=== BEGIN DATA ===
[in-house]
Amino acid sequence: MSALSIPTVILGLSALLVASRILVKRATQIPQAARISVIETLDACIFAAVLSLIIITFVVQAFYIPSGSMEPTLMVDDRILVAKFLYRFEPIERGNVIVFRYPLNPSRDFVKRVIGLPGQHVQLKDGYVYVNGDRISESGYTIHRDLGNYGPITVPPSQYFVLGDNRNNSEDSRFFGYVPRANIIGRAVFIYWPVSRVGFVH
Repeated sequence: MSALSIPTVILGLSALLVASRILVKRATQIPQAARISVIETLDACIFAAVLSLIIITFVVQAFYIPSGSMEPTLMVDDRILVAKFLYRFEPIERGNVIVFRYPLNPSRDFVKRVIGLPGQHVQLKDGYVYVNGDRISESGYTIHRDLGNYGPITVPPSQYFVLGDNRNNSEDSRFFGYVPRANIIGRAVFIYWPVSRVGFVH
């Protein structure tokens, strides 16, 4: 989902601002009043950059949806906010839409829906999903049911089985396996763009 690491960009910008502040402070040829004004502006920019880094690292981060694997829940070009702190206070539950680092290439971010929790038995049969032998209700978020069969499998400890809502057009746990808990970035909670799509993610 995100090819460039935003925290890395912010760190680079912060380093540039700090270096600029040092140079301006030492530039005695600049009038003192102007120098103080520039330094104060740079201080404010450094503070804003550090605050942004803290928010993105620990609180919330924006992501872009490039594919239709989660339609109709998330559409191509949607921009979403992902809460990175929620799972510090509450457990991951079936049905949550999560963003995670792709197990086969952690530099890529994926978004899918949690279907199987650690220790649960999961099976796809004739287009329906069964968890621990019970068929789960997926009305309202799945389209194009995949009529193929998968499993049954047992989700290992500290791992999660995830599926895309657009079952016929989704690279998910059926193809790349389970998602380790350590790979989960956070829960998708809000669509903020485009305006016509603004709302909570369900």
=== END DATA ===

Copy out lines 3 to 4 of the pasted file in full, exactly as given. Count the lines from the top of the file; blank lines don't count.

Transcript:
Repeated sequence: MSALSIPTVILGLSALLVASRILVKRATQIPQAARISVIETLDACIFAAVLSLIIITFVVQAFYIPSGSMEPTLMVDDRILVAKFLYRFEPIERGNVIVFRYPLNPSRDFVKRVIGLPGQHVQLKDGYVYVNGDRISESGYTIHRDLGNYGPITVPPSQYFVLGDNRNNSEDSRFFGYVPRANIIGRAVFIYWPVSRVGFVH
């Protein structure tokens, strides 16, 4: 989902601002009043950059949806906010839409829906999903049911089985396996763009 690491960009910008502040402070040829004004502006920019880094690292981060694997829940070009702190206070539950680092290439971010929790038995049969032998209700978020069969499998400890809502057009746990808990970035909670799509993610 995100090819460039935003925290890395912010760190680079912060380093540039700090270096600029040092140079301006030492530039005695600049009038003192102007120098103080520039330094104060740079201080404010450094503070804003550090605050942004803290928010993105620990609180919330924006992501872009490039594919239709989660339609109709998330559409191509949607921009979403992902809460990175929620799972510090509450457990991951079936049905949550999560963003995670792709197990086969952690530099890529994926978004899918949690279907199987650690220790649960999961099976796809004739287009329906069964968890621990019970068929789960997926009305309202799945389209194009995949009529193929998968499993049954047992989700290992500290791992999660995830599926895309657009079952016929989704690279998910059926193809790349389970998602380790350590790979989960956070829960998708809000669509903020485009305006016509603004709302909570369900």